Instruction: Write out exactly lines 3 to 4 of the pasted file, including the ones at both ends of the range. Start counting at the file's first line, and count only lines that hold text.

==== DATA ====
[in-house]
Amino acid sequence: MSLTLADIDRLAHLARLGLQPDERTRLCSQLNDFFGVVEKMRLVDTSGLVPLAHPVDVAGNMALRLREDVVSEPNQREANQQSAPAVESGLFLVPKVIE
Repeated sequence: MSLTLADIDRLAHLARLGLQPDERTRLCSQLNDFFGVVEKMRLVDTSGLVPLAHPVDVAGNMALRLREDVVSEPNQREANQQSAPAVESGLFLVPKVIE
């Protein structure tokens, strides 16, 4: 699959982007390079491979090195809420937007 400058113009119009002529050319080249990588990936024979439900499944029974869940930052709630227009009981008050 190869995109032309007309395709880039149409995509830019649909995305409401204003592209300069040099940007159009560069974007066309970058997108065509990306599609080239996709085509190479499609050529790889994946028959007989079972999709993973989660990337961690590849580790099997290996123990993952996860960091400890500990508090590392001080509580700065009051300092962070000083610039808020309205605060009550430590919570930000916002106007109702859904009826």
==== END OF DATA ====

Repeated sequence: MSLTLADIDRLAHLARLGLQPDERTRLCSQLNDFFGVVEKMRLVDTSGLVPLAHPVDVAGNMALRLREDVVSEPNQREANQQSAPAVESGLFLVPKVIE
């Protein structure tokens, strides 16, 4: 699959982007390079491979090195809420937007 400058113009119009002529050319080249990588990936024979439900499944029974869940930052709630227009009981008050 190869995109032309007309395709880039149409995509830019649909995305409401204003592209300069040099940007159009560069974007066309970058997108065509990306599609080239996709085509190479499609050529790889994946028959007989079972999709993973989660990337961690590849580790099997290996123990993952996860960091400890500990508090590392001080509580700065009051300092962070000083610039808020309205605060009550430590919570930000916002106007109702859904009826």